So I’m reading along in Ben Shapiro’s new book and really loving how he takes the complicated and makes it simple. He drops some pretty high powered philosophers’ names in there (Aristotle, Spinoza, Rousseau, Kant, etc.) and capably boils down their essential ideas for those of us who don’t have time to wade through their stuff (or can’t remember what they read 40 years ago in college).

Thank you Ben, very good job.

However, I was just a little disappointed when Ben discusses the French Revolution. He asks the question on page 127: “Where, exactly, did the French Revolution–born with dreams of liberty, equality, and fraternity–go so wrong?” Like so many, he is comparing the bloodbath and massacre of the French Revolution with the far less bloody American Revolution (the Americans did quite a bit of bloodletting among the Indians–tragically–but did not lop off the heads of Tories or British soldiers).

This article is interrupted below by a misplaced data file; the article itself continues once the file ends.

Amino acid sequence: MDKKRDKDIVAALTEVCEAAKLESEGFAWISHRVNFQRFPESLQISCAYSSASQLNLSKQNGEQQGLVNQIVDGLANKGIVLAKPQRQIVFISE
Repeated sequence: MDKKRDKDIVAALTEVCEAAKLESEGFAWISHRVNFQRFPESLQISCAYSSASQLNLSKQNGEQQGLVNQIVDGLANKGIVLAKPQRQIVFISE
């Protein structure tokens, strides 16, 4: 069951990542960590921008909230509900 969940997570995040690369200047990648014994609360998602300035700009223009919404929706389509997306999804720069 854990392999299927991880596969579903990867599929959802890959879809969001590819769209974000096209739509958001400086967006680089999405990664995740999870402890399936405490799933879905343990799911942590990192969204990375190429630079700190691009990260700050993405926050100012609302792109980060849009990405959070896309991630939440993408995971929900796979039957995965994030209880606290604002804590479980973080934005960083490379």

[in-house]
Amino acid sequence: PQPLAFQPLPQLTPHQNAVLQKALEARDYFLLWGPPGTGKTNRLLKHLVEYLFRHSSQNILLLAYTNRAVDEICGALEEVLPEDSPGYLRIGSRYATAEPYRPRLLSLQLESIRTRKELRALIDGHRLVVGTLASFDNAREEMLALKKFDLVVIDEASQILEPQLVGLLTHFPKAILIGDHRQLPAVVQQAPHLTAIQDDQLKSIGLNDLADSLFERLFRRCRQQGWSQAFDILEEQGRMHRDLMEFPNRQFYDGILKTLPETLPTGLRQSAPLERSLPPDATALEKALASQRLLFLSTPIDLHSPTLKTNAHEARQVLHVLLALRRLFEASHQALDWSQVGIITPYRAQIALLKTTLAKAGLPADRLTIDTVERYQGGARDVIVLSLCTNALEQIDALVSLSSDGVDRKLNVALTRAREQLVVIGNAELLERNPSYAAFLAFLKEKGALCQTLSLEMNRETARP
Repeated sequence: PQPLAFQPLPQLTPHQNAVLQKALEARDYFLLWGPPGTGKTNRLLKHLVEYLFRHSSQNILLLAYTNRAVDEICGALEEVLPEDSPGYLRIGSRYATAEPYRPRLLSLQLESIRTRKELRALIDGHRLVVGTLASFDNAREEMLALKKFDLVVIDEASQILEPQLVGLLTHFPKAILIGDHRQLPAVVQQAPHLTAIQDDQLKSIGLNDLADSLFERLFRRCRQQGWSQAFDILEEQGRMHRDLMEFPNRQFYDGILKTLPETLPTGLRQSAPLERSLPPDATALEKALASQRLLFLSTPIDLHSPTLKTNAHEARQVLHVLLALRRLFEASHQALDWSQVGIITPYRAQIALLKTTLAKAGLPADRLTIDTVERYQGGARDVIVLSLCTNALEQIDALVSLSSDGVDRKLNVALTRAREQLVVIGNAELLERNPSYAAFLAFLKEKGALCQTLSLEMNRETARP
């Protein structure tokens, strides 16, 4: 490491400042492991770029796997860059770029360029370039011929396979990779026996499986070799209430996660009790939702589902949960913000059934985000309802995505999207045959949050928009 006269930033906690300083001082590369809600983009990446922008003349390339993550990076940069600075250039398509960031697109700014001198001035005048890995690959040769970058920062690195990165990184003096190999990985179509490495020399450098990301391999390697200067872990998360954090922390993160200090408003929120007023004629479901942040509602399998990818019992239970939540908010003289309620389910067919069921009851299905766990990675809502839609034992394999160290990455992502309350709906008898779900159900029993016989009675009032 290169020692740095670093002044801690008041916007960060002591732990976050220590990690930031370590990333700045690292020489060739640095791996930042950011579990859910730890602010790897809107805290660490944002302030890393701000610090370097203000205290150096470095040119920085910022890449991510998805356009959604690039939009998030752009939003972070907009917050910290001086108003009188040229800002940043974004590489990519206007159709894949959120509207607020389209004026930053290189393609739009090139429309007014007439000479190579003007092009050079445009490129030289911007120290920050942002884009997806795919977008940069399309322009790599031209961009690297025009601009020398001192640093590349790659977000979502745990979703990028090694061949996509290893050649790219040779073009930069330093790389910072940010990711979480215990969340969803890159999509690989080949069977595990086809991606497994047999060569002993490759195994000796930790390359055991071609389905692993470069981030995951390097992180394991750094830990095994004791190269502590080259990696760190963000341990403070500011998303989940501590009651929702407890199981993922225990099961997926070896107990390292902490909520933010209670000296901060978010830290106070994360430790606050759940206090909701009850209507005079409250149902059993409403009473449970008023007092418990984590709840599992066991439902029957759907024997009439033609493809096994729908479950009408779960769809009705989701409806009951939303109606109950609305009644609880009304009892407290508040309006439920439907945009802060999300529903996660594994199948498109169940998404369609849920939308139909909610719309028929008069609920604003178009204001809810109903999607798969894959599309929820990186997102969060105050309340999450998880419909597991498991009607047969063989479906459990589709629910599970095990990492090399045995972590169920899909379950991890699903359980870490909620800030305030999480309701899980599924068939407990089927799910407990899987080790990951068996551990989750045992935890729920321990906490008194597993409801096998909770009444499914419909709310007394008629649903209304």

Ben says: “It went wrong because of the Enlightenment of the French Revolution rejected the lessons of the past; it saw in the history of the West mere repression and brutality, and longed for a tomorrow full of visions and dreams based on vague notions of human goodness.”

Almost. What Ben never says is that the leaders of the French Revolution did not see humans as fallen sinful creatures with a sinful nature. Paraphrasing James Madison, “if men were angels, we’d have no need for government.” But since we are very sinful, and because we tend to do evil if we do not have proper restraints, we will corrupt and run wild. The American Revolution was based upon a biblical world view that by and large understood and believed in the Judeo-Christian idea that man is sinful and not to be trusted. The US Constitution was the result of such a world view. The French Revolution rejected the biblical notion of a sinful human race…and thus reaped a revolution of guillotines, terror, and tyranny.

It does indeed what your worldview is.